The post-modern canon of democratic representation is informed by the unshackling from the rigid tenets of the Enlightenment project. The onset of postmodern condition is entrenching a change of focus, prioritising the notion of subjective human rights over the idea of collectivised socio-economic rights. The importance of subjective human rights resides in the fact that they enhance the ontological autonomy of the individual. The case for the consolidation of third generation human rights is concomitant with the need to keep a dynamic economic system. While the emerging social ecology results from the ever-widening income disparities, it is also a manifestation of the increased chances of identity-based self-actualization for individuals.
The postmodern condition rejects the concept of cultural conservatism, which I define as the idea of uniform social forms of conduct and the imposition of static blanket categories adhered to by different societal groups. The cultural shift which began to emerge in the late 1960s created a break from the intransigent principles of the Enlightenment, based upon obsolete antinomies concerning gender, sexual, political and social identities.
The postmodern condition is therefore characterized by a heightened feeling of uncertainty and ambivalence, derived from the enfeeblement of strict social taxonomies. The demise of the strict ideological ordering of the international political order (which stemmed from the bipolar confrontation between the West and the Communist world) has given rise to weakened forms of political repression in the public space. Although Western societies were in a position to fend off the threat of Communist ideology, they could not arrest the strengthening of new forms of political representation endorsed by socio-cultural interest groups such as the LGTB, environmentalist and feminist organisations.
The enlarged scope for individual autonomy creates several fractures in the make-up of society. The adaptation process which is taking place entrenches the notion that, since the onset of the technotronic era, the risks that might threaten the homogeneity of society cannot be fully controlled. In this revamped version of modernity, institutions like political systems, religious doctrines and family structures fail to protect the individual from social upheavals. This lack of homogeneity entails a retreat from the idea of uniform socio-economic rights, which before the cultural shift of the 1960s had become one of the main instruments to maintain a high level of cultural conservatism on both sides of the political spectrum.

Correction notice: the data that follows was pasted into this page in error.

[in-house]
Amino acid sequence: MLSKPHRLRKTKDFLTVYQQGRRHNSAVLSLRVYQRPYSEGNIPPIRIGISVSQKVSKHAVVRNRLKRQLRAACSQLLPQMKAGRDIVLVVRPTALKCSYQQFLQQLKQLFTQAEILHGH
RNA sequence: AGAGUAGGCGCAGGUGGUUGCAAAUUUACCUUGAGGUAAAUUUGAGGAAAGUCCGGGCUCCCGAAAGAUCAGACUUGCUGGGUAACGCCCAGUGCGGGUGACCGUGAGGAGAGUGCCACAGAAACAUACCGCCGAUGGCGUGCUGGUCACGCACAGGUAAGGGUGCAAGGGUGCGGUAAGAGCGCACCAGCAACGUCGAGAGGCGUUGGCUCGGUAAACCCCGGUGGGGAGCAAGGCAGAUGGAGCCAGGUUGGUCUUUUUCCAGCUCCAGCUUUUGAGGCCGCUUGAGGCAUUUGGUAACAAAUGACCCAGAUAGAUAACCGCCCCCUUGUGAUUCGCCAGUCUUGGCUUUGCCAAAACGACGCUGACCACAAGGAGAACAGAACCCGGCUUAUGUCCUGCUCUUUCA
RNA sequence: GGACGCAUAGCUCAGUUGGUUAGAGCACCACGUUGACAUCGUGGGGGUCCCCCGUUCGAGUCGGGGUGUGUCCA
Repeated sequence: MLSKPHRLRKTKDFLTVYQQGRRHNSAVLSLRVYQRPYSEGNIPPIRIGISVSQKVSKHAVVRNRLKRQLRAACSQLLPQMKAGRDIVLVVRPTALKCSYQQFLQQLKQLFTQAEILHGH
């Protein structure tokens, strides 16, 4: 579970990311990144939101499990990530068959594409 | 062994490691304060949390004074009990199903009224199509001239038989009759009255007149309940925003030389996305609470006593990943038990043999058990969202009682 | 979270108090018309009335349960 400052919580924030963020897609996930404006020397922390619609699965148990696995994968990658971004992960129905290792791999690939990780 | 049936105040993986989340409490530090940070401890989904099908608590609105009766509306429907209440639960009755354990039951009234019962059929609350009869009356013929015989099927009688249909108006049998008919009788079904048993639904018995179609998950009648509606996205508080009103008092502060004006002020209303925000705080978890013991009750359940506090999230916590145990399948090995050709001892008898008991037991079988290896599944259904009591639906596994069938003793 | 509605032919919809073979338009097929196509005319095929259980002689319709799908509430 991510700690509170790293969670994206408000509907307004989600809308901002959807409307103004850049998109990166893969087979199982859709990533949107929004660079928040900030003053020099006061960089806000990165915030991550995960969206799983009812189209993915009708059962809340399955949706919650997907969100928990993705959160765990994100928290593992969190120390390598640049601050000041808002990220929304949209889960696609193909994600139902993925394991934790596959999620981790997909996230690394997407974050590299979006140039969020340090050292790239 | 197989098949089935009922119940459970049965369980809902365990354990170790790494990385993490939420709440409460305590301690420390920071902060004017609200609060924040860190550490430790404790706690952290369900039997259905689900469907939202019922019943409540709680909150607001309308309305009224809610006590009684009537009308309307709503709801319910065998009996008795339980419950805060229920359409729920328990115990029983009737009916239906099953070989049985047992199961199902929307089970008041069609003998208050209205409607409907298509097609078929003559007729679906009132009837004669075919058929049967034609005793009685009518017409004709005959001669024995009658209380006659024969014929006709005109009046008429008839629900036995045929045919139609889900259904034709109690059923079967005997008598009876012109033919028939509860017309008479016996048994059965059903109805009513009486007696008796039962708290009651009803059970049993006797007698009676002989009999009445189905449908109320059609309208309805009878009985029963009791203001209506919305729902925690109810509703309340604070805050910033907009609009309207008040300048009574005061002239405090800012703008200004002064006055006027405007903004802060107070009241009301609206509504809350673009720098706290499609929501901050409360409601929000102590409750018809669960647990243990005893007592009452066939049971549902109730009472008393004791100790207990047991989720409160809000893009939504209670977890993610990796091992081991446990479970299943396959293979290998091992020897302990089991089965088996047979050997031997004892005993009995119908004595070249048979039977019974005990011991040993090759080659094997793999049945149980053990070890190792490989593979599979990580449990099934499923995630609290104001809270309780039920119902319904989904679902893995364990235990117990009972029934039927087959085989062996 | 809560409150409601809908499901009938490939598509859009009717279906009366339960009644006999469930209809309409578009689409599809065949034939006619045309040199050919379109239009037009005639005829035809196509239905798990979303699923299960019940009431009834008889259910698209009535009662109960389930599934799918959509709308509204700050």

As this cultural shift unfolded, the idea of redistributive justice acquired a socio-cultural orientation; compelling individuals to tread water as much as possible, but ensuring increased access for previously disenfranchised groups such as ethnic and sexual minorities. The Left concedes that the meliorist project which originated the post-war economic boom had lost its viability. Simultaneously, the forces of conservatism, eager to liberalise economic relations, are increasingly forced to reconcile the principle of autonomy in the economic and cultural spheres.
Postmodernity can be seen as the cultural framework in which third generation human rights are activated and protected. Authors like Bauman and Beck emphasize that the postmodern condition creates an increased fluidity of the notion of identity. The liquefied version of modernity accomplishes a double-pronged goal that satisfies people on both sides of the political divide; it generates opportunities for self-actualisation in the cultural sphere and incorporates new forms of objective and subjective commoditization in the economic arena.